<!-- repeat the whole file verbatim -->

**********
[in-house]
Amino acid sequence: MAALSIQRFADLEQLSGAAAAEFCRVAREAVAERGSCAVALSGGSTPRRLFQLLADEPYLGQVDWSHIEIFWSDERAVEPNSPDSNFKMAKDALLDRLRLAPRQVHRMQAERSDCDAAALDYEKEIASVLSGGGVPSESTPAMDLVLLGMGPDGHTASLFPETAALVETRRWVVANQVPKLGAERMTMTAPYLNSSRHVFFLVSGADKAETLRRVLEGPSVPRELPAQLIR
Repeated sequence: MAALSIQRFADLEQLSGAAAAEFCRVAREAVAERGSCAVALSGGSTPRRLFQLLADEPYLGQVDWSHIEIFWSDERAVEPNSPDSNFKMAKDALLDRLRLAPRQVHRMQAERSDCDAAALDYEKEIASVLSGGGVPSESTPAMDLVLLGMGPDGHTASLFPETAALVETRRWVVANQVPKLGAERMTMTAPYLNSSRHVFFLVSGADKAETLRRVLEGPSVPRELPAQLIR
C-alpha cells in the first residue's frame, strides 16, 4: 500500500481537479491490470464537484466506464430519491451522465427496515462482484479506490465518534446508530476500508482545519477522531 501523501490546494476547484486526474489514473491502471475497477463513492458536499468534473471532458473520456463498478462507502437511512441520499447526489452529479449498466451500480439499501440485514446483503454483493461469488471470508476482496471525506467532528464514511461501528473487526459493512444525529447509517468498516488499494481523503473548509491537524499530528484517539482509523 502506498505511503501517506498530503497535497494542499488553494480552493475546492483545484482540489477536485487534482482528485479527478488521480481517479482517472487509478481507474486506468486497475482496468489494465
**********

[in-house]
Amino acid sequence: MAALSIQRFADLEQLSGAAAAEFCRVAREAVAERGSCAVALSGGSTPRRLFQLLADEPYLGQVDWSHIEIFWSDERAVEPNSPDSNFKMAKDALLDRLRLAPRQVHRMQAERSDCDAAALDYEKEIASVLSGGGVPSESTPAMDLVLLGMGPDGHTASLFPETAALVETRRWVVANQVPKLGAERMTMTAPYLNSSRHVFFLVSGADKAETLRRVLEGPSVPRELPAQLIR
Repeated sequence: MAALSIQRFADLEQLSGAAAAEFCRVAREAVAERGSCAVALSGGSTPRRLFQLLADEPYLGQVDWSHIEIFWSDERAVEPNSPDSNFKMAKDALLDRLRLAPRQVHRMQAERSDCDAAALDYEKEIASVLSGGGVPSESTPAMDLVLLGMGPDGHTASLFPETAALVETRRWVVANQVPKLGAERMTMTAPYLNSSRHVFFLVSGADKAETLRRVLEGPSVPRELPAQLIR
C-alpha cells in the first residue's frame, strides 16, 4: 500500500481537479491490470464537484466506464430519491451522465427496515462482484479506490465518534446508530476500508482545519477522531 501523501490546494476547484486526474489514473491502471475497477463513492458536499468534473471532458473520456463498478462507502437511512441520499447526489452529479449498466451500480439499501440485514446483503454483493461469488471470508476482496471525506467532528464514511461501528473487526459493512444525529447509517468498516488499494481523503473548509491537524499530528484517539482509523 502506498505511503501517506498530503497535497494542499488553494480552493475546492483545484482540489477536485487534482482528485479527478488521480481517479482517472487509478481507474486506468486497475482496468489494465